What you need to know about the Movement Control Order


Malaysia has declared the Movement Control Order effective March 18 to 31 nationwide to curb the spread of COVID-19.

Announced by Prime Minister Tan Sri Muhyiddin Yassin (picture) yesterday, this is the first time in history that Malaysia has enforced such an order.

It is premised on the Prevention and Control of Infectious Diseases Act 1988 and the Police Act 1967.

Directives under the Movement Control Order:

i. A comprehensive prohibition of mass movements and gatherings including religious, sports, social and cultural activities;

ii. A total restriction on all Malaysians travelling abroad. Those returning from abroad are required to undergo a health check and undergo self-quarantine for 14 days;

iii. Restriction on the entry of all foreign tourists and visitors into the country;

iv. Closing of all child care centres (Taska), government and private schools and other primary, secondary and pre-university institutions;

v. Closing of all Public and Private Institutions of Higher Learning (IPTs) and Skills Training Institutes nationwide; and

vi. Closing of all government and private premises except those involved in essential services.


The following are some of the frequently asked questions released by the National Security Council (NSC) as of 4.10 pm (March 17, 2020):

1. Is it possible to have celebrations/weddings/’kenduri’ (feasts) or something like that?

 Any reception is not allowed.

2. Does the Movement Control Order have a specific enforcement time duration from March 18 – 31 2020?

This order is effective at all times throughout the day during the period.

3. If I run out of an essential item, is it possible to go out and buy it?


4. I am a Malaysian and my husband is a UK citizen. Are we allowed to return to Malaysia during this period?

Yes. Provided your partner can prove the validity of the marriage either registered with the Government of Malaysia or the Government of the country of origin. Your partner would need to go through health screening and self-quarantine to reduce the likelihood of infection or spreading the infection to others.

5. My son/daughter is a student at an overseas institution. Is he/she allowed to return to Malaysia?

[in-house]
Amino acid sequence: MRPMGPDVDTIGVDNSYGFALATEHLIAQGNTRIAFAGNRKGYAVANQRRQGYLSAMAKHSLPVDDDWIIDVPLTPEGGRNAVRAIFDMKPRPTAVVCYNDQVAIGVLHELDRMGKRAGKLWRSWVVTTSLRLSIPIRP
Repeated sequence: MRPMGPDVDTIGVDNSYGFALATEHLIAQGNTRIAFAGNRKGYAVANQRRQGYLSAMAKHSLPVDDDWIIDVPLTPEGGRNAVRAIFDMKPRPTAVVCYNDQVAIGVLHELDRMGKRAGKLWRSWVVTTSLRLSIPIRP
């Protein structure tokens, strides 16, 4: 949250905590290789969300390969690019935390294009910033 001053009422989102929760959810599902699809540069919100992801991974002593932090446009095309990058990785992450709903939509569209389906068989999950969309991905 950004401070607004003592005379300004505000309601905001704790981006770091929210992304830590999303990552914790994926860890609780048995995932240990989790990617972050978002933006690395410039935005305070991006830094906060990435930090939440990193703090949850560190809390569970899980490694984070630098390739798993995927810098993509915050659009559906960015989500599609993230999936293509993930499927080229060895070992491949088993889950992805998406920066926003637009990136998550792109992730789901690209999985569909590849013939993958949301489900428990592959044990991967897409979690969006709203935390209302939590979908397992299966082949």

Yes. Any Malaysian who is overseas can return home during this period. However, the individual must go through health screening and self-quarantine to reduce the risk of infection or to spread the infection to others.

6. I am a long-term pass holder in Malaysia and have returned to my home country before the Order was issued. Am I allowed to return to Malaysia for work purposes during this restriction period?

Only foreign migrants working in the country’s essential services sector are allowed to return to Malaysia during this period. The foreign migrants must obtain a letter of confirmation from their respective employers and it must be produced before the Malaysian Immigration when they arrive here.

7. I work in Singapore. Am I allowed to commute to my office in Singapore?

No. The Movement Control Order applies to all individuals within the country. In this regard, on the basis of community safety, any person who works in a neighbouring country but resides in Malaysia is not allowed to commute on a daily basis and is urged to inform this matter to his or her employer.

8. I have made plans for a holiday within Malaysia and have made payment. Can I still go on my vacation?

Under the Movement Control Order, the public is prohibited to go anywhere including resorts for social activities, and if the visit does not involve matters of national importance. You are advised not to proceed with your vacation.

9. Can I drive to the airport to pick up a friend who has just returned from abroad or someone working in a sector that provides essential services?

Going to a place for a short while is allowed under the Movement Control Order

10. Do schools need to replace the suspended classes?


11. Are all classes and activities involving students of public and private IPTs and Skills Training Institutes subject to the Movement Control Order?


12. What about students staying in hostels of public and private IPTs, especially foreign students?

All students of public and private IPTs should return to their respective homes throughout the duration of the Movement Control Order. Foreign students are advised to return to their home country during this period. Students returning to their home countries are not allowed to return to Malaysia as long as the Movement Control Order is in force. Foreign students who decide to remain in the country and stay at the hostels must report to the management of the respective IPTs and are also subject to the order.

13. Can fast food outlets, restaurants or hawker centres remain open?

Food outlets can continue to operate but only for take-away or delivery services by specific companies such as Grab Food or Food Panda.

14. Can public transport such as buses, LRT, MRT, KTM continue to operate?

All public transport services shall continue throughout the duration of the Order.

15. I had paid for my stay at a hotel before the Movement Control Order was announced. Can I get a refund?

Members of the public are encouraged to speak directly with the hotel in the matter of a refund for a booking made prior to the Order being announced.

16. In the event of a death at home (not a COVID-19 patient), are ‘solat jenazah’ and ‘tahlil’ allowed?

Yes, for solat jenazah only, and this must be conducted only by close family members and mosque/surau congregation.